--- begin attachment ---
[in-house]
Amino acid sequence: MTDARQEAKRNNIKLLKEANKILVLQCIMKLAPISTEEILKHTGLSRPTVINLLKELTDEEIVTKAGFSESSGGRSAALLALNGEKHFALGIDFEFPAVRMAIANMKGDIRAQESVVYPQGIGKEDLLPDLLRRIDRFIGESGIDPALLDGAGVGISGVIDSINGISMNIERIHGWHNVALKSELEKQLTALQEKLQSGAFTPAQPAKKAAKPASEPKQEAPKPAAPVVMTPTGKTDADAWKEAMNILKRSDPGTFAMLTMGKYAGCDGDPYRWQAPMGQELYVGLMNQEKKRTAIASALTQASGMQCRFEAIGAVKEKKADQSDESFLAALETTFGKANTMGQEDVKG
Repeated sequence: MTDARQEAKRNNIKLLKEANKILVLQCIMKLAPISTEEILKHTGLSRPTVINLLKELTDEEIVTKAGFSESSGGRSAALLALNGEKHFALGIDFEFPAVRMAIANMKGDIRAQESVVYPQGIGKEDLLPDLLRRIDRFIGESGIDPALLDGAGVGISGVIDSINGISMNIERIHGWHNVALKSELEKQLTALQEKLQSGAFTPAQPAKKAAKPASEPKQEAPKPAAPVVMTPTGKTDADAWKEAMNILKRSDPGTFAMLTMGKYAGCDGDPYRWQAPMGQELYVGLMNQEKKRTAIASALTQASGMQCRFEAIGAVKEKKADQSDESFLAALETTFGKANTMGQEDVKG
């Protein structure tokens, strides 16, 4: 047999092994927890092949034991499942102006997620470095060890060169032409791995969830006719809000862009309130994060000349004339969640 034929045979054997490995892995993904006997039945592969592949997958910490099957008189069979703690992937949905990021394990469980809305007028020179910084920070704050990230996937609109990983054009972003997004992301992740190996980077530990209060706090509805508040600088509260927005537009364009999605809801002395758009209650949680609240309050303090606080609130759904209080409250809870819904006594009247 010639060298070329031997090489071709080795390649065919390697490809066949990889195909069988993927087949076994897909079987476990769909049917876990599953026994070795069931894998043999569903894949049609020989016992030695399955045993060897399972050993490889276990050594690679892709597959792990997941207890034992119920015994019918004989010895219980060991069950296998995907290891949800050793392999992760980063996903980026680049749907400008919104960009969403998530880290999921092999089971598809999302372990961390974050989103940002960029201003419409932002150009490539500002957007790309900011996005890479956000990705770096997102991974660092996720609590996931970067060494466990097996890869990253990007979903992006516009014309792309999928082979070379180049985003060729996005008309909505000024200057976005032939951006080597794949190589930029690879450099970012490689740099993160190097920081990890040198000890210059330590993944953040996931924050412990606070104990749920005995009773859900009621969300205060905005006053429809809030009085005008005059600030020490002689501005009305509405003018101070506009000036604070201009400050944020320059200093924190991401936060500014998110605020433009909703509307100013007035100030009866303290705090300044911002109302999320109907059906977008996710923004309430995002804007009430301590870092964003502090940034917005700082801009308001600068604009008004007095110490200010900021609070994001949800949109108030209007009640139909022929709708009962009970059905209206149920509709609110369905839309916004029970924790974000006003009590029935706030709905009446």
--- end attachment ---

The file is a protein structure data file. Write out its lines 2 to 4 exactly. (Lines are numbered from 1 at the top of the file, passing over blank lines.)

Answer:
Amino acid sequence: MTDARQEAKRNNIKLLKEANKILVLQCIMKLAPISTEEILKHTGLSRPTVINLLKELTDEEIVTKAGFSESSGGRSAALLALNGEKHFALGIDFEFPAVRMAIANMKGDIRAQESVVYPQGIGKEDLLPDLLRRIDRFIGESGIDPALLDGAGVGISGVIDSINGISMNIERIHGWHNVALKSELEKQLTALQEKLQSGAFTPAQPAKKAAKPASEPKQEAPKPAAPVVMTPTGKTDADAWKEAMNILKRSDPGTFAMLTMGKYAGCDGDPYRWQAPMGQELYVGLMNQEKKRTAIASALTQASGMQCRFEAIGAVKEKKADQSDESFLAALETTFGKANTMGQEDVKG
Repeated sequence: MTDARQEAKRNNIKLLKEANKILVLQCIMKLAPISTEEILKHTGLSRPTVINLLKELTDEEIVTKAGFSESSGGRSAALLALNGEKHFALGIDFEFPAVRMAIANMKGDIRAQESVVYPQGIGKEDLLPDLLRRIDRFIGESGIDPALLDGAGVGISGVIDSINGISMNIERIHGWHNVALKSELEKQLTALQEKLQSGAFTPAQPAKKAAKPASEPKQEAPKPAAPVVMTPTGKTDADAWKEAMNILKRSDPGTFAMLTMGKYAGCDGDPYRWQAPMGQELYVGLMNQEKKRTAIASALTQASGMQCRFEAIGAVKEKKADQSDESFLAALETTFGKANTMGQEDVKG
């Protein structure tokens, strides 16, 4: 047999092994927890092949034991499942102006997620470095060890060169032409791995969830006719809000862009309130994060000349004339969640 034929045979054997490995892995993904006997039945592969592949997958910490099957008189069979703690992937949905990021394990469980809305007028020179910084920070704050990230996937609109990983054009972003997004992301992740190996980077530990209060706090509805508040600088509260927005537009364009999605809801002395758009209650949680609240309050303090606080609130759904209080409250809870819904006594009247 010639060298070329031997090489071709080795390649065919390697490809066949990889195909069988993927087949076994897909079987476990769909049917876990599953026994070795069931894998043999569903894949049609020989016992030695399955045993060897399972050993490889276990050594690679892709597959792990997941207890034992119920015994019918004989010895219980060991069950296998995907290891949800050793392999992760980063996903980026680049749907400008919104960009969403998530880290999921092999089971598809999302372990961390974050989103940002960029201003419409932002150009490539500002957007790309900011996005890479956000990705770096997102991974660092996720609590996931970067060494466990097996890869990253990007979903992006516009014309792309999928082979070379180049985003060729996005008309909505000024200057976005032939951006080597794949190589930029690879450099970012490689740099993160190097920081990890040198000890210059330590993944953040996931924050412990606070104990749920005995009773859900009621969300205060905005006053429809809030009085005008005059600030020490002689501005009305509405003018101070506009000036604070201009400050944020320059200093924190991401936060500014998110605020433009909703509307100013007035100030009866303290705090300044911002109302999320109907059906977008996710923004309430995002804007009430301590870092964003502090940034917005700082801009308001600068604009008004007095110490200010900021609070994001949800949109108030209007009640139909022929709708009962009970059905209206149920509709609110369905839309916004029970924790974000006003009590029935706030709905009446």